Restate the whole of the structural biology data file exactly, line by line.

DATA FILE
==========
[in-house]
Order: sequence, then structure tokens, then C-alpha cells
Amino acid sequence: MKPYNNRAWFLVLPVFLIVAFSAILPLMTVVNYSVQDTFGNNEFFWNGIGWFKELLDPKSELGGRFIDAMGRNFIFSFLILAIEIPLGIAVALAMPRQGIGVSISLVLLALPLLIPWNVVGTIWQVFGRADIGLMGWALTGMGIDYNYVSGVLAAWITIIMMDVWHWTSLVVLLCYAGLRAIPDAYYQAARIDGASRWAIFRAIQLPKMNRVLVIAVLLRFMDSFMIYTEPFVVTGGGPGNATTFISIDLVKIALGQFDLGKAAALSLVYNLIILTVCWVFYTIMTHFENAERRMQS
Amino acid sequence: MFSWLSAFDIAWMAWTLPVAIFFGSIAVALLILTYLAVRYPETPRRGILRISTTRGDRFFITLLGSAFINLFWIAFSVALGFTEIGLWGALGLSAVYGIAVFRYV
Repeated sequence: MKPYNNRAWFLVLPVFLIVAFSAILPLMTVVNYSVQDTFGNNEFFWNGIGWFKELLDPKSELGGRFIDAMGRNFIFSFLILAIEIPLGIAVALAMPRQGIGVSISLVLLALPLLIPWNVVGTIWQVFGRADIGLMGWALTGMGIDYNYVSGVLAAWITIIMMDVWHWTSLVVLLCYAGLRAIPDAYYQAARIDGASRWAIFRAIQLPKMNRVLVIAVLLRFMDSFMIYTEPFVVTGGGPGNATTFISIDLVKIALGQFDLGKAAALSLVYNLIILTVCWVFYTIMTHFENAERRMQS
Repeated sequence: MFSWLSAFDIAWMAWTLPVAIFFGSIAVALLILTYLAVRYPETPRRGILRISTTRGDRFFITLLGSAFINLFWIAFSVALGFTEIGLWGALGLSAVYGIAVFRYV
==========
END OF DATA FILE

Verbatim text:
[in-house]
Order: sequence, then structure tokens, then C-alpha cells
Amino acid sequence: MKPYNNRAWFLVLPVFLIVAFSAILPLMTVVNYSVQDTFGNNEFFWNGIGWFKELLDPKSELGGRFIDAMGRNFIFSFLILAIEIPLGIAVALAMPRQGIGVSISLVLLALPLLIPWNVVGTIWQVFGRADIGLMGWALTGMGIDYNYVSGVLAAWITIIMMDVWHWTSLVVLLCYAGLRAIPDAYYQAARIDGASRWAIFRAIQLPKMNRVLVIAVLLRFMDSFMIYTEPFVVTGGGPGNATTFISIDLVKIALGQFDLGKAAALSLVYNLIILTVCWVFYTIMTHFENAERRMQS
Amino acid sequence: MFSWLSAFDIAWMAWTLPVAIFFGSIAVALLILTYLAVRYPETPRRGILRISTTRGDRFFITLLGSAFINLFWIAFSVALGFTEIGLWGALGLSAVYGIAVFRYV
Repeated sequence: MKPYNNRAWFLVLPVFLIVAFSAILPLMTVVNYSVQDTFGNNEFFWNGIGWFKELLDPKSELGGRFIDAMGRNFIFSFLILAIEIPLGIAVALAMPRQGIGVSISLVLLALPLLIPWNVVGTIWQVFGRADIGLMGWALTGMGIDYNYVSGVLAAWITIIMMDVWHWTSLVVLLCYAGLRAIPDAYYQAARIDGASRWAIFRAIQLPKMNRVLVIAVLLRFMDSFMIYTEPFVVTGGGPGNATTFISIDLVKIALGQFDLGKAAALSLVYNLIILTVCWVFYTIMTHFENAERRMQS
Repeated sequence: MFSWLSAFDIAWMAWTLPVAIFFGSIAVALLILTYLAVRYPETPRRGILRISTTRGDRFFITLLGSAFINLFWIAFSVALGFTEIGLWGALGLSAVYGIAVFRYV